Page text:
Authors: Connie Shaw and Ike Allen

Publishers: First Sentient Publications

ISBN:  978-1-59181-104-6

This purse-sized volume containing Walt Whitman’s words and additional comments by the authors is the sort of aid to “keeping cool” that many people at their prime will appreciate. Daily life can be so harried that we forget who we are and want to be. These wise advisors remind us to stop in our tracks and really dwell on a single idea. It takes a willing heart, however.

Fifty-two weeks of daily meditations are included here in spare prose (the reading of which will take no more than ten minutes out of your day). There are no long literary passages from the American “poet of the people.” Shaw, a poet in her own right, and Allen, a student of consciousness and leader of transformational seminars, have carefully chosen a few lines for each ponderable subject: paradox, authenticity, miracles, wonder, shadow, chaos, and so forth. Then they have added their suggestion of a quick application to the reader’s own train of thought. Sundays are reserved for their thoughts, brief and provocative, arising from their practice of Taoism.

The introduction explains that Taoism is the “ancient Chinese philosophical and spiritual tradition that emphasizes compassion, humility, and moderation.” Who can doubt that these qualities are needed as correctives to the competiveness of the workplace and playing fields of our time? Wisdom that is “ancient” gives us perspective, as does the sensibility of an observant 19th century poet. Whitman was born to a working class family only three decades after George Washington was named President of the United States. He grew up in Manhattan, then just becoming an urban center in a nation that was newly formed as a democracy, inspiring pride in its leaders. His biographers (whitmanarchive.org) note that he loved riding the ferries and thus the idea of “crossings” became central to his mystical thoughts; crossing was the passage from life to death; it was the service of his poetry to cross from poet to reader and back.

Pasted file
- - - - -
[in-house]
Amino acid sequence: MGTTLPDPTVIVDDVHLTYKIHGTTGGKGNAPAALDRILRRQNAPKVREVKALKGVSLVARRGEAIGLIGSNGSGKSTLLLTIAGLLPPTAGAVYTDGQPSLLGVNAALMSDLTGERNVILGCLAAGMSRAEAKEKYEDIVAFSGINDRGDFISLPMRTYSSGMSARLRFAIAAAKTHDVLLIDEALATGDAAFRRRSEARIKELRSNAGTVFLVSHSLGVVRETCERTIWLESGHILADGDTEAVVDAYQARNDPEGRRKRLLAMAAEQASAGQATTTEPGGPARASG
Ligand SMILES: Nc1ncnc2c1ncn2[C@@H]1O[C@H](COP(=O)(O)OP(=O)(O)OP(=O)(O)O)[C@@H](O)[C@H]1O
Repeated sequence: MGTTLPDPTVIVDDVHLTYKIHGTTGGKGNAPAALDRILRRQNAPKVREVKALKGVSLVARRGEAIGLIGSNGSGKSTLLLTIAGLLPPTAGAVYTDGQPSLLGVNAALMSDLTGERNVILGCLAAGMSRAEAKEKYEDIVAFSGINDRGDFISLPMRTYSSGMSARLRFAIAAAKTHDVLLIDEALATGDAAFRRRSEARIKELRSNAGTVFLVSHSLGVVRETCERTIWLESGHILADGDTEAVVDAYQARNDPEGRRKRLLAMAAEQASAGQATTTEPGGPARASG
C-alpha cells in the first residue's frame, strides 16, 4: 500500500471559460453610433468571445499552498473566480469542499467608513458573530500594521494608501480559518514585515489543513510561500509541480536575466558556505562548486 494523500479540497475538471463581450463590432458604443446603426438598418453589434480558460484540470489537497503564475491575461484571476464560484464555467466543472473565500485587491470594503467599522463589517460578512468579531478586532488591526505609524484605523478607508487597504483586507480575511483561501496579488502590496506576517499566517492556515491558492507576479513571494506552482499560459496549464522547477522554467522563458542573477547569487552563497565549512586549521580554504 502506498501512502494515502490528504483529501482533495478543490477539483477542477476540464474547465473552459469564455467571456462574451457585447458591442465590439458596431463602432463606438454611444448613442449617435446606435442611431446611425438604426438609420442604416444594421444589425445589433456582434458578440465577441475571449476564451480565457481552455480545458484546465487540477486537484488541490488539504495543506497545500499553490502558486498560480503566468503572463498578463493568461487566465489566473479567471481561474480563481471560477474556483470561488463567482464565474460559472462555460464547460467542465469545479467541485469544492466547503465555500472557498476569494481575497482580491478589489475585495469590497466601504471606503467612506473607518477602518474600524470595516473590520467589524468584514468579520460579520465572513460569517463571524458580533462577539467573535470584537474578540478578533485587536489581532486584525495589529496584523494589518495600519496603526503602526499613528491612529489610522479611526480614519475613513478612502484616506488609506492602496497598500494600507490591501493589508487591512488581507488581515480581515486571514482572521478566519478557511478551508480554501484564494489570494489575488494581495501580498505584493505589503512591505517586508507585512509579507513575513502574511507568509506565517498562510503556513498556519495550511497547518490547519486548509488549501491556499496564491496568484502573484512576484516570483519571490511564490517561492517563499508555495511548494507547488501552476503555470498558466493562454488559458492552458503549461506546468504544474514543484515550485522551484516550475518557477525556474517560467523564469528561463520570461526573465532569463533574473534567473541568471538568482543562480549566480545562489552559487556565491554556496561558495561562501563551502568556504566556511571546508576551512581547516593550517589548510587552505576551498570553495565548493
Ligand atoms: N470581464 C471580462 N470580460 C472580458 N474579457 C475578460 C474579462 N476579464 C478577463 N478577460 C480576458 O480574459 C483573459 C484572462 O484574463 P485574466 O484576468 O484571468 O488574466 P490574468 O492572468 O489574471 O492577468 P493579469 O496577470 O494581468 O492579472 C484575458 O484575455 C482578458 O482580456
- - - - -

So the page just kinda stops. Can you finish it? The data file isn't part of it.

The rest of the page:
Shaw and Allen are quick to say that none of what they have compiled is required reading; they want us to use what they have culled from ancient and historic thought as we see fit. They also confess that they are not Whitman scholars. English majors such as I am may find it frustrating not to know the source of each poem excerpt – or they might find themselves trying to remember. That’s a distraction. Still, the handy guide to improving each day by one positive act (whether it is to host a party or simply smile big at passersby) is extremely useful, especially to Americans who will appreciate that the gift of democracy is, at its core, plain decency.

The 52 themes present a variety of moods. You will experience wildness:

Unscrew the locks from the doors!

Unscrew the doors themselves from their jambs!”


You will accept responsibility:

You shall not look through my eyes either, nor take things

from me,

You shall listen to all sides and filter them from yourself.”


There’s even a passage on silence:

I think I will do nothing for a long time but listen

And accrue what I hear into myself….and let sounds

Contribute toward me.”


Follow Here To Purchase The Tao of Walt Whitman: Daily Insights and Actions to Achieve a Balanced Life (Sentient Tao Series)